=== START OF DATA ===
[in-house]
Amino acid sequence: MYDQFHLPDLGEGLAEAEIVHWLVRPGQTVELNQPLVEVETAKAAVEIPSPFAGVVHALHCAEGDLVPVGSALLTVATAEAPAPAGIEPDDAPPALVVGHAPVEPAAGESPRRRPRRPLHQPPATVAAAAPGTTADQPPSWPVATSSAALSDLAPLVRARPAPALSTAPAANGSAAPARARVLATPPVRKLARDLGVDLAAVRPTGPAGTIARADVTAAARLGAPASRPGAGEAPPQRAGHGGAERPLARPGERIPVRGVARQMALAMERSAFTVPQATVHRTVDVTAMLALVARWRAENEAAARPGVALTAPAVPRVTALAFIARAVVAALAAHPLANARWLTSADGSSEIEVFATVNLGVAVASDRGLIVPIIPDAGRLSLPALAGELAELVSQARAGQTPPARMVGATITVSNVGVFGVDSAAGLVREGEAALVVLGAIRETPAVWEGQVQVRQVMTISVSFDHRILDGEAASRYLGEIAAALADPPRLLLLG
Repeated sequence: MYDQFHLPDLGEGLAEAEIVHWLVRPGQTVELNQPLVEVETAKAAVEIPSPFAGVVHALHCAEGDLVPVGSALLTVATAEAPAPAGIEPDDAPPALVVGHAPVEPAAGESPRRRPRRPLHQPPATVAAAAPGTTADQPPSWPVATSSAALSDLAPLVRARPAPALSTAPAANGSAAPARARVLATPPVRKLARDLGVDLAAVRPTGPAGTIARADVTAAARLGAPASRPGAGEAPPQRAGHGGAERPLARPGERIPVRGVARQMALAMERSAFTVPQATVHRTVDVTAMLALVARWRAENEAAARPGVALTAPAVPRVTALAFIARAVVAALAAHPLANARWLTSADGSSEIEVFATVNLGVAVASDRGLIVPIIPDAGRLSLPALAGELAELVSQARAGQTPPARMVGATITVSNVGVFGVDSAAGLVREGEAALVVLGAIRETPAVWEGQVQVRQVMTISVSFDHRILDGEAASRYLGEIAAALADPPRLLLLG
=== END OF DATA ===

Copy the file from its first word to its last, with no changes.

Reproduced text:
[in-house]
Amino acid sequence: MYDQFHLPDLGEGLAEAEIVHWLVRPGQTVELNQPLVEVETAKAAVEIPSPFAGVVHALHCAEGDLVPVGSALLTVATAEAPAPAGIEPDDAPPALVVGHAPVEPAAGESPRRRPRRPLHQPPATVAAAAPGTTADQPPSWPVATSSAALSDLAPLVRARPAPALSTAPAANGSAAPARARVLATPPVRKLARDLGVDLAAVRPTGPAGTIARADVTAAARLGAPASRPGAGEAPPQRAGHGGAERPLARPGERIPVRGVARQMALAMERSAFTVPQATVHRTVDVTAMLALVARWRAENEAAARPGVALTAPAVPRVTALAFIARAVVAALAAHPLANARWLTSADGSSEIEVFATVNLGVAVASDRGLIVPIIPDAGRLSLPALAGELAELVSQARAGQTPPARMVGATITVSNVGVFGVDSAAGLVREGEAALVVLGAIRETPAVWEGQVQVRQVMTISVSFDHRILDGEAASRYLGEIAAALADPPRLLLLG
Repeated sequence: MYDQFHLPDLGEGLAEAEIVHWLVRPGQTVELNQPLVEVETAKAAVEIPSPFAGVVHALHCAEGDLVPVGSALLTVATAEAPAPAGIEPDDAPPALVVGHAPVEPAAGESPRRRPRRPLHQPPATVAAAAPGTTADQPPSWPVATSSAALSDLAPLVRARPAPALSTAPAANGSAAPARARVLATPPVRKLARDLGVDLAAVRPTGPAGTIARADVTAAARLGAPASRPGAGEAPPQRAGHGGAERPLARPGERIPVRGVARQMALAMERSAFTVPQATVHRTVDVTAMLALVARWRAENEAAARPGVALTAPAVPRVTALAFIARAVVAALAAHPLANARWLTSADGSSEIEVFATVNLGVAVASDRGLIVPIIPDAGRLSLPALAGELAELVSQARAGQTPPARMVGATITVSNVGVFGVDSAAGLVREGEAALVVLGAIRETPAVWEGQVQVRQVMTISVSFDHRILDGEAASRYLGEIAAALADPPRLLLLG